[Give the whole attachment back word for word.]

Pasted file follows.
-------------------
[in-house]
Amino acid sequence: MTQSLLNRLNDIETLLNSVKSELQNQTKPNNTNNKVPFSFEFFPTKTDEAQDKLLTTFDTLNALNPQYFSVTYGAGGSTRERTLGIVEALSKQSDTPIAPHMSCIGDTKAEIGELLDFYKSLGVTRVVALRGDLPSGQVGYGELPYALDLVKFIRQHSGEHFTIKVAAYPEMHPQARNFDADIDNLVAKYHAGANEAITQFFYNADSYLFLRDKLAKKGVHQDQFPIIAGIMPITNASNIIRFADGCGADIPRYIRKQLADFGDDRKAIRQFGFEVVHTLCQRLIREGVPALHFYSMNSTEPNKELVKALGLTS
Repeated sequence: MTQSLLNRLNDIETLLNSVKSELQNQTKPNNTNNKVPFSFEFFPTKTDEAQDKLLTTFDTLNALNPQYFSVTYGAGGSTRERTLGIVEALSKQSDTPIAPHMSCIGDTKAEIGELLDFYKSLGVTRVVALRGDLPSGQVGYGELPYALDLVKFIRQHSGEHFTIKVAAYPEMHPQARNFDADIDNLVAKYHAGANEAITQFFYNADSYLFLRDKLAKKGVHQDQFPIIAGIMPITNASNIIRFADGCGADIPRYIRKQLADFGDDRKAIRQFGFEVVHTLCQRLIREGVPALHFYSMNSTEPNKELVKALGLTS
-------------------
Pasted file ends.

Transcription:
[in-house]
Amino acid sequence: MTQSLLNRLNDIETLLNSVKSELQNQTKPNNTNNKVPFSFEFFPTKTDEAQDKLLTTFDTLNALNPQYFSVTYGAGGSTRERTLGIVEALSKQSDTPIAPHMSCIGDTKAEIGELLDFYKSLGVTRVVALRGDLPSGQVGYGELPYALDLVKFIRQHSGEHFTIKVAAYPEMHPQARNFDADIDNLVAKYHAGANEAITQFFYNADSYLFLRDKLAKKGVHQDQFPIIAGIMPITNASNIIRFADGCGADIPRYIRKQLADFGDDRKAIRQFGFEVVHTLCQRLIREGVPALHFYSMNSTEPNKELVKALGLTS
Repeated sequence: MTQSLLNRLNDIETLLNSVKSELQNQTKPNNTNNKVPFSFEFFPTKTDEAQDKLLTTFDTLNALNPQYFSVTYGAGGSTRERTLGIVEALSKQSDTPIAPHMSCIGDTKAEIGELLDFYKSLGVTRVVALRGDLPSGQVGYGELPYALDLVKFIRQHSGEHFTIKVAAYPEMHPQARNFDADIDNLVAKYHAGANEAITQFFYNADSYLFLRDKLAKKGVHQDQFPIIAGIMPITNASNIIRFADGCGADIPRYIRKQLADFGDDRKAIRQFGFEVVHTLCQRLIREGVPALHFYSMNSTEPNKELVKALGLTS